2) There is no apple on the table. /// No.2 is possible in response to two situations a) a statement of fact that answers questions of this type - "Did I put an/the apple on the table?" "Didn't I put an/the apple on the table?" So I want to know about quantity, singular - about one apple, a specific apple - I want to know about "the" apple, the specific apple I have in mind, but quantity=singular. b) The lack of qualifier also leaves room to interpret the idea of apple as substance, as Nick B said - apple as "name of category". In this instance the context is, "we've got the bananas, the oranges, but there is no apple." So here the lack of a definite or indefinite article (modern grammar also says 'qualifier') is used to refer to "apple" as a category of fruit, and not a thing you can count as one or more individual apples. So it is close to non-standard use, since it is more standard to say "apples" to refer to the category. But there are some native speakers, in rare instances, who might say "We've got the banana, the orange, but there is no apple." This non-standard use could give the feeling of using the fruit to create an effect of color on the plate, to give one example. Non-standard use is often used in a pseudo-theatrical "Distancing Effect" by the native speaker.

3) There is not any apple on the table. /// No.3 cannot be used when referring to one or more pieces of uncut fruit. The use of "any" and apple in singular means we cannot count here - so the sentence can only refer to apple in quantity - in sauce, in cut up pieces, and so on. To understand, think of the sentence "There aren't any apples on the table." This can only refer to 2 or more uncut apples.

A brilliant reference book for this sort of thing is 'R A Close', 'A Reference Grammar for Students of English' here http://tinyurl.com/q7flgkd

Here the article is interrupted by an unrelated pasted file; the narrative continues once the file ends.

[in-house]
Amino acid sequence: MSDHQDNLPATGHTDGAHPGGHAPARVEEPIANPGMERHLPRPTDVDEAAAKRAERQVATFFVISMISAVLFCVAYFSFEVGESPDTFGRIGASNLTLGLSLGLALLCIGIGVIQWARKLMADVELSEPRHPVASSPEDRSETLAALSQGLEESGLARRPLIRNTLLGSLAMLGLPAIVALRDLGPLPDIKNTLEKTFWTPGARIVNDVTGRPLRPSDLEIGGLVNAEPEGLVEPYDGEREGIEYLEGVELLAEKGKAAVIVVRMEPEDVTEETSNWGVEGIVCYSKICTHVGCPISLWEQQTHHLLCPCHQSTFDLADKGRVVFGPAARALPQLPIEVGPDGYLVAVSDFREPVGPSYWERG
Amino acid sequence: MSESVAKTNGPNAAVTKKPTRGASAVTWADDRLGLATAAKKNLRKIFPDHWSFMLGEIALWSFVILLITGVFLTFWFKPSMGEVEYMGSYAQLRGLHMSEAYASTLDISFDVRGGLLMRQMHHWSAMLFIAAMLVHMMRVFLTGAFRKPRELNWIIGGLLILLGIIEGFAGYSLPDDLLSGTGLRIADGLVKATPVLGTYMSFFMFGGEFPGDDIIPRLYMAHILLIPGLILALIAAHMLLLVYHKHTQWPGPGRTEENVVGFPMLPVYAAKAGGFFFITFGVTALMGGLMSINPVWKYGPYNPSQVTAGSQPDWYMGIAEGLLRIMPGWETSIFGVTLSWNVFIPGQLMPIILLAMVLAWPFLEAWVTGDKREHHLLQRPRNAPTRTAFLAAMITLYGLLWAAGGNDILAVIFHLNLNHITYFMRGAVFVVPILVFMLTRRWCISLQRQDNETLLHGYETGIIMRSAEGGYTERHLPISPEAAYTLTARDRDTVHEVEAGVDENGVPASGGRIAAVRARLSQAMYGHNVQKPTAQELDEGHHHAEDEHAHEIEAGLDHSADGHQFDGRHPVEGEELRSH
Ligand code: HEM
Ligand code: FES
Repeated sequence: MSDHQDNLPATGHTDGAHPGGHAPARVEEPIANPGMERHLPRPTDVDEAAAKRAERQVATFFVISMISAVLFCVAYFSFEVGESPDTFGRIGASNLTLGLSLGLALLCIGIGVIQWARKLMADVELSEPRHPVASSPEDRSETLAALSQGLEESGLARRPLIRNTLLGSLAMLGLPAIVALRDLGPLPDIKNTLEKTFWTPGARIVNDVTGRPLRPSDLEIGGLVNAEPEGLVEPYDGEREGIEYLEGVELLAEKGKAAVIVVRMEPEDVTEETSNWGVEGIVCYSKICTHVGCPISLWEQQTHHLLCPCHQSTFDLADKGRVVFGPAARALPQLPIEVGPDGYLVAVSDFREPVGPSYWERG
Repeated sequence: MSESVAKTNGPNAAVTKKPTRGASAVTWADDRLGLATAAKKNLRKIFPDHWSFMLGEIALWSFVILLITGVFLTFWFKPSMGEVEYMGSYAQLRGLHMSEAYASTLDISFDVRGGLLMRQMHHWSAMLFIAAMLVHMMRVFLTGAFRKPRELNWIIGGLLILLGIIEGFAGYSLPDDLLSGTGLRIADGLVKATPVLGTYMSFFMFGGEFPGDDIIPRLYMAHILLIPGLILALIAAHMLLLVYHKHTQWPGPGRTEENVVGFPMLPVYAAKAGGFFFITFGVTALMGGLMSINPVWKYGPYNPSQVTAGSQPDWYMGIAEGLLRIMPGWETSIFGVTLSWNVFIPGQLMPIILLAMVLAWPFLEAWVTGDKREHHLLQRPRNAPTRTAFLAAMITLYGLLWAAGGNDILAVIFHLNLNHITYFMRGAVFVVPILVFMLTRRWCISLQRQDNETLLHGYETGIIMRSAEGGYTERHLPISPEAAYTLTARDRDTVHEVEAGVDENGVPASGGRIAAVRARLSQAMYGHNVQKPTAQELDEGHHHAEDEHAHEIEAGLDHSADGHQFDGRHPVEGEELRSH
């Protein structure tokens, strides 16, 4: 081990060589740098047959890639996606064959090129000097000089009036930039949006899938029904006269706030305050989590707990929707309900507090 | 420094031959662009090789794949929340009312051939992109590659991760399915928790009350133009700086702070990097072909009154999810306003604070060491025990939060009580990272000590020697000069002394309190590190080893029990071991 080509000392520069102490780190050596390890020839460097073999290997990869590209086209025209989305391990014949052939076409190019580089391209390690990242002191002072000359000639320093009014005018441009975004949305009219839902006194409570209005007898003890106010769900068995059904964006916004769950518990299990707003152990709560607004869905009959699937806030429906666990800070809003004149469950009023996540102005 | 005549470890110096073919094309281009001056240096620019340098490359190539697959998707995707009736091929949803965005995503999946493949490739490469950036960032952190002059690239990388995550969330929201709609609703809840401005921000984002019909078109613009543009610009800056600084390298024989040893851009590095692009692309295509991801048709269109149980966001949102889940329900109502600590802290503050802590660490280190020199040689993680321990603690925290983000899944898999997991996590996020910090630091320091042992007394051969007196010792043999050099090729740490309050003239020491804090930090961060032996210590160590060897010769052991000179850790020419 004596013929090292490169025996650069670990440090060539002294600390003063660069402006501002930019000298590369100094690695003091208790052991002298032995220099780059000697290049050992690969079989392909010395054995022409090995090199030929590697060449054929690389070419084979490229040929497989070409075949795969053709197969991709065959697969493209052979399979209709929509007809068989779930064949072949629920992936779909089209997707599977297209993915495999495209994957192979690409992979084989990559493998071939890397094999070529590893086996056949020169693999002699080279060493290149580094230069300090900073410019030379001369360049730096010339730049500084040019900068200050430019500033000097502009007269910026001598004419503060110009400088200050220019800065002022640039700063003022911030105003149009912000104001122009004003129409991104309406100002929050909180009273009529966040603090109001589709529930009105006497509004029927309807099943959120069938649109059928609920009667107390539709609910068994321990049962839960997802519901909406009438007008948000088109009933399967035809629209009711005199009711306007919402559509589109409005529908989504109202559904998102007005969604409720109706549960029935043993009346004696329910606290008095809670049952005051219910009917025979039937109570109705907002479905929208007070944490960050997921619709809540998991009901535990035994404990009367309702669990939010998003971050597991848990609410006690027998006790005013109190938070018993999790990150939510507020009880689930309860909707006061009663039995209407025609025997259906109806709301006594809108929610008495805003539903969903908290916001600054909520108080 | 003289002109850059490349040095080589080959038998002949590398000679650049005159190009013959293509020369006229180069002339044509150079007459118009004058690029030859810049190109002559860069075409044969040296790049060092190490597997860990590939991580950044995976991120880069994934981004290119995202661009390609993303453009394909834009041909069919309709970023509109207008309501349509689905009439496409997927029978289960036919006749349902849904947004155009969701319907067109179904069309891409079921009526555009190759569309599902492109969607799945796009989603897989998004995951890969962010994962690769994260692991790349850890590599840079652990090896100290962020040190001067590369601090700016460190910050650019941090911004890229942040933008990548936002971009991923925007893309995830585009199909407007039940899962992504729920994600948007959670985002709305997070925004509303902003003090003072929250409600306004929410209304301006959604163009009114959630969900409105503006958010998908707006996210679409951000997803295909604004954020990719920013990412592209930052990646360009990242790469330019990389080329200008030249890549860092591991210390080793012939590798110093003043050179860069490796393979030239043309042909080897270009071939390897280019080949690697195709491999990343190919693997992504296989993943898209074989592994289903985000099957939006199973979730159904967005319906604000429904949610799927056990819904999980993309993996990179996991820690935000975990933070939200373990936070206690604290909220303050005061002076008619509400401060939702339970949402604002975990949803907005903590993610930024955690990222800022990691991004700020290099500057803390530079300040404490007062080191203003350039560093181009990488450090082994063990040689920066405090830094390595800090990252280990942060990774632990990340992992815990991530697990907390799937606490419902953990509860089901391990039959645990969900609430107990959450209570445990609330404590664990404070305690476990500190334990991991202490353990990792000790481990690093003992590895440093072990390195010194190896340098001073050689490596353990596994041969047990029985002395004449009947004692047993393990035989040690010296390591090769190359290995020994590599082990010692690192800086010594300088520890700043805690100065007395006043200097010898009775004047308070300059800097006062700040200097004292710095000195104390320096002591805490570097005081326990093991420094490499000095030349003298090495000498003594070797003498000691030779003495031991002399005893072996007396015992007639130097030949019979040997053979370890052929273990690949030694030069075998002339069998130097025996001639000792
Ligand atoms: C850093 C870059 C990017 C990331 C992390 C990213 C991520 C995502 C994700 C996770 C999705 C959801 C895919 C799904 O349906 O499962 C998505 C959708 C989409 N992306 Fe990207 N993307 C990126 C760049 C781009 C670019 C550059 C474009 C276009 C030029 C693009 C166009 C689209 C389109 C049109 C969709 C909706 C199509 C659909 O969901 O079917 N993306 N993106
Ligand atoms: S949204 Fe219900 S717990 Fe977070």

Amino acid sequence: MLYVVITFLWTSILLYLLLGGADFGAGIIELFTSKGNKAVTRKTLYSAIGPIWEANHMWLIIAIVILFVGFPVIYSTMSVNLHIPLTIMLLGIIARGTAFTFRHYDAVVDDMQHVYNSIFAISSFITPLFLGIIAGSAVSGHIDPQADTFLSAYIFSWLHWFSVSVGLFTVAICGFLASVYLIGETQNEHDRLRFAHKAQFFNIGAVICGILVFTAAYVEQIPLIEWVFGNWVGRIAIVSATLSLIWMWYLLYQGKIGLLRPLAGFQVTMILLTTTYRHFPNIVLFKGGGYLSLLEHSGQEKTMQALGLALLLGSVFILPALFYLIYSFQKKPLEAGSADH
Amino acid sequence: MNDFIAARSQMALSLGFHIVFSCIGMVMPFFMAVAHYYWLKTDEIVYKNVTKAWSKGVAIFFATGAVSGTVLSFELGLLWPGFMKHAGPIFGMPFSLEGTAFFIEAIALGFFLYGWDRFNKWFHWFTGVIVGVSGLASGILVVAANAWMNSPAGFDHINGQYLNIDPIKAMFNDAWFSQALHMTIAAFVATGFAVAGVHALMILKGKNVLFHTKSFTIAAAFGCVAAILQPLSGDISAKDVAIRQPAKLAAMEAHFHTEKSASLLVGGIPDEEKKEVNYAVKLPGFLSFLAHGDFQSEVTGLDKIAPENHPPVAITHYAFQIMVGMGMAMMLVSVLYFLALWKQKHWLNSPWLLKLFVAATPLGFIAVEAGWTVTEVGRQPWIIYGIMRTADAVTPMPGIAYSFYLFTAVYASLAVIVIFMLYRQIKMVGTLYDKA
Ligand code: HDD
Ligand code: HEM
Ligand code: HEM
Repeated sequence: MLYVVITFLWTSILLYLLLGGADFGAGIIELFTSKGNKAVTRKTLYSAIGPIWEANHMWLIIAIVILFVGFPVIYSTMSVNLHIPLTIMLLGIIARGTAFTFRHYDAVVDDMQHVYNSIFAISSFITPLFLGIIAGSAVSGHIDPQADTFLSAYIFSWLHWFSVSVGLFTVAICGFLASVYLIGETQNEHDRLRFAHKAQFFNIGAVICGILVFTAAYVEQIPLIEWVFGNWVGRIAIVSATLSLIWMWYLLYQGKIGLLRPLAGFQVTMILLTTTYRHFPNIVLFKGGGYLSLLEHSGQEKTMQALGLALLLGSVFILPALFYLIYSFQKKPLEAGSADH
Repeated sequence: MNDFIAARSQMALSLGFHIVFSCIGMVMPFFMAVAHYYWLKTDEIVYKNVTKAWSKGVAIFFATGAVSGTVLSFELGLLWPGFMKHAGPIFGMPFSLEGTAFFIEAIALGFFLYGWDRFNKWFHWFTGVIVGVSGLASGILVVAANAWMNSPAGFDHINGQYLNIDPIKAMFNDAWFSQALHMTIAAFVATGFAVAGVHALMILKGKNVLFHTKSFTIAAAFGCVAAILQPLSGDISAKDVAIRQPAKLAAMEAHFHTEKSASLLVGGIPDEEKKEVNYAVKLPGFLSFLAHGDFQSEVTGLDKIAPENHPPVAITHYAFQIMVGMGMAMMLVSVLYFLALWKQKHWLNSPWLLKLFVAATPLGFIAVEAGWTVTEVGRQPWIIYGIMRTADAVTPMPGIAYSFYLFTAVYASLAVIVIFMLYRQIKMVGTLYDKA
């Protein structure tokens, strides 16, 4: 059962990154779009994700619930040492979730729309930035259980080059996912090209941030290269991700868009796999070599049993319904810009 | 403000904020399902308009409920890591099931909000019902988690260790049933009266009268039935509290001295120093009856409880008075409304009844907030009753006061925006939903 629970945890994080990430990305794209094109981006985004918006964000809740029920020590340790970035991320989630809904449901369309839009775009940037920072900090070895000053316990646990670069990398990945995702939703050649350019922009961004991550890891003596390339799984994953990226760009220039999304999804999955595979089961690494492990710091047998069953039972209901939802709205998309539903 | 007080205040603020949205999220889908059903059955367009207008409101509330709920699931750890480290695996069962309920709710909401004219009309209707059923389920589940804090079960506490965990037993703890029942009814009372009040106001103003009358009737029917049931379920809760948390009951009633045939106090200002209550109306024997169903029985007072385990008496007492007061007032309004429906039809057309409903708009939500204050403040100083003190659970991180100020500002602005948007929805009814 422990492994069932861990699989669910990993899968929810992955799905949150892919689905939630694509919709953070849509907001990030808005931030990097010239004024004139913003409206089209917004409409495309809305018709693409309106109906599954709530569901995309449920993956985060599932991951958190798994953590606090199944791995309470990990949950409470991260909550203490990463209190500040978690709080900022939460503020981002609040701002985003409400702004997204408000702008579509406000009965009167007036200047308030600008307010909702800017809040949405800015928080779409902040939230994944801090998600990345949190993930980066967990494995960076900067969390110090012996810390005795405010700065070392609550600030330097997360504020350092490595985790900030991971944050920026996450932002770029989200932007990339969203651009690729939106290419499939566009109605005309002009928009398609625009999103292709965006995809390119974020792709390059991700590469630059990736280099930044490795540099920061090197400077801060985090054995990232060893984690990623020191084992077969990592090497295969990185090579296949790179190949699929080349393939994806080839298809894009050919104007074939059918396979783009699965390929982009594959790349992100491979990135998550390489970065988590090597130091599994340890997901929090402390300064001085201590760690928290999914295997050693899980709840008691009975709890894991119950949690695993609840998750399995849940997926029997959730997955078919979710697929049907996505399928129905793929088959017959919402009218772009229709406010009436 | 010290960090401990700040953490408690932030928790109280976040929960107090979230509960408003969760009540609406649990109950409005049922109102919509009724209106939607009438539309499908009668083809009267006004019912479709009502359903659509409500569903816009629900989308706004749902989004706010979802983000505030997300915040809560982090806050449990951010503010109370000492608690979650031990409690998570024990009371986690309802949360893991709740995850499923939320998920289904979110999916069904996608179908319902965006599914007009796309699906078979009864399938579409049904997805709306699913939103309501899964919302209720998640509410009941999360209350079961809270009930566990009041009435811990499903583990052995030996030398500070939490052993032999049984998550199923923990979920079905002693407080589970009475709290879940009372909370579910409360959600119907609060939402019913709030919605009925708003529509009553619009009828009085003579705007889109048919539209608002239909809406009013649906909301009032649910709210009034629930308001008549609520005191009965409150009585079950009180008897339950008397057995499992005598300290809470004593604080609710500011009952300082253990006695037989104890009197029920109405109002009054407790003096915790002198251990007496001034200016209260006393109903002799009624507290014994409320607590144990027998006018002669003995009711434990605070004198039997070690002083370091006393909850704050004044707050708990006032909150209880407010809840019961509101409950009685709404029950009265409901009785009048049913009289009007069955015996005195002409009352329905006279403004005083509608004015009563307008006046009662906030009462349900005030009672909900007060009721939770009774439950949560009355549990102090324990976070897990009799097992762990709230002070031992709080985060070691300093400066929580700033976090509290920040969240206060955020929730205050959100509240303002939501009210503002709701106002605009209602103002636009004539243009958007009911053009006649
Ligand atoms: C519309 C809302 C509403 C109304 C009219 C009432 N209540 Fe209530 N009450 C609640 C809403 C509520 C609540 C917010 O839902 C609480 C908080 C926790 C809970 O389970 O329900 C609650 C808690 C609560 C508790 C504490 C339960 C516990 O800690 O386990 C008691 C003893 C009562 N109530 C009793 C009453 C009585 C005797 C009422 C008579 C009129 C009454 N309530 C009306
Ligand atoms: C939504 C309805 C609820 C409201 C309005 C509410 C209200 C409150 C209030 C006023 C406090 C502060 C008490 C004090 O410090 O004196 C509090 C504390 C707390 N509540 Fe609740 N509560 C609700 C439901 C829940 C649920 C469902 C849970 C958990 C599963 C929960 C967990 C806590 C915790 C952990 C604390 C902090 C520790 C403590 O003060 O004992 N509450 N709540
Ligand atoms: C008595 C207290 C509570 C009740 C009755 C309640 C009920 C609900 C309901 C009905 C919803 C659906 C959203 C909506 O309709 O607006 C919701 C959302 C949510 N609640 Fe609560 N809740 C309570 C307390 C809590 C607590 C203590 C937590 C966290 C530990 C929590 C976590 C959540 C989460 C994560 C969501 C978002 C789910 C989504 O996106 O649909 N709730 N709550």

• I wonder if this is really true: "There is not any apple on the table. /// No.3 cannot be used when referring to one or more pieces of uncut fruit. The use of "any" and apple in singular means we cannot count here" -- Do you mean that every sentence that begins with "There isn't any man/woman/person who ..." is ungrammatical? – Damkerng T. Mar 11 '15 at 11:58
  • @DamkerngT.: I think the use of the singular with "any" works in some contexts describing individuals, but generally in cases involving multiple qualifiers: "There isn't any man here that do that, but there is one at our other office." I think the use of "any" helps the listener know to that "here" doesn't mark the end of a complete thought. – supercat Apr 13 '15 at 18:00
0

Example 3 must refer to apple as a sauce, compote or even a paint colour i.e. not a collection of discrete objects, because of the use of the singular "is" and "apple" used in conjunction with "any". "There aren't any apples on the table" is the form I would use to tell somebody about the absence of apples on the table. It would be more natural than "there isn't an apple on the table" except in response to something like, "have you seen that apple on the table?".

The construction "there isn't an apple on the table" can be used to emphasise the total absence of apples where you might expect to find at least a few. A more likely example is, "he didn't have a hair on his head".

  • To me, There is not any apple on the table (that I can see) can refer to the absence of a single, whole apple. (Native American English speaker) – user6951 Mar 10 '15 at 12:37
0

1) There's not an apple on the table.

2) There's not any apple on the table.

3) There is no apple on the table.

All these sentences are grammatically correct and make sense. If somebody asks you to pass him the apple on the table, your answer can be one of the above sentences. All these sentences convey the same negative meaning, with the subtle difference that the second sentence with the use of "any" is emphatic compared to the first sentence. As for the third sentence with the use of "no", it's more emphatic than the second one.

0

The second one says there are zero apples on the table while the first one can reflect another meaning.

"There is not an apple on the table."

may reflect there is something (like mango or orange) to which you are pointing and that is not an apple.

Third one shows more "strong confirmation." It means there is 100% guarantee of absence of an apple on the table.